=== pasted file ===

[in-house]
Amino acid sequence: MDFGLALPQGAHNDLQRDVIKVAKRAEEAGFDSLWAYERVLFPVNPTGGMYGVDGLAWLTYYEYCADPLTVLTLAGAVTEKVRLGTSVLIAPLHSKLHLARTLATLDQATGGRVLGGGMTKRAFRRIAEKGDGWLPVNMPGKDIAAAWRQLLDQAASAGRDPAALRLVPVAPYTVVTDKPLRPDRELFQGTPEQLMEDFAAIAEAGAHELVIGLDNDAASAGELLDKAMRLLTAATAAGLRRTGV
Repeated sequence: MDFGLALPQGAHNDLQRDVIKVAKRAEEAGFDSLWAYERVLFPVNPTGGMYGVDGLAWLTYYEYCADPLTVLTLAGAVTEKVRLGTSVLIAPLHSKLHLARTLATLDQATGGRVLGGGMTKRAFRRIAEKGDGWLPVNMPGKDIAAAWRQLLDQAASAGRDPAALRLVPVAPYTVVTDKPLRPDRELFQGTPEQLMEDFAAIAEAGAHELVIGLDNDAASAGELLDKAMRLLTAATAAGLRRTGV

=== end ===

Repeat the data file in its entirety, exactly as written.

[in-house]
Amino acid sequence: MDFGLALPQGAHNDLQRDVIKVAKRAEEAGFDSLWAYERVLFPVNPTGGMYGVDGLAWLTYYEYCADPLTVLTLAGAVTEKVRLGTSVLIAPLHSKLHLARTLATLDQATGGRVLGGGMTKRAFRRIAEKGDGWLPVNMPGKDIAAAWRQLLDQAASAGRDPAALRLVPVAPYTVVTDKPLRPDRELFQGTPEQLMEDFAAIAEAGAHELVIGLDNDAASAGELLDKAMRLLTAATAAGLRRTGV
Repeated sequence: MDFGLALPQGAHNDLQRDVIKVAKRAEEAGFDSLWAYERVLFPVNPTGGMYGVDGLAWLTYYEYCADPLTVLTLAGAVTEKVRLGTSVLIAPLHSKLHLARTLATLDQATGGRVLGGGMTKRAFRRIAEKGDGWLPVNMPGKDIAAAWRQLLDQAASAGRDPAALRLVPVAPYTVVTDKPLRPDRELFQGTPEQLMEDFAAIAEAGAHELVIGLDNDAASAGELLDKAMRLLTAATAAGLRRTGV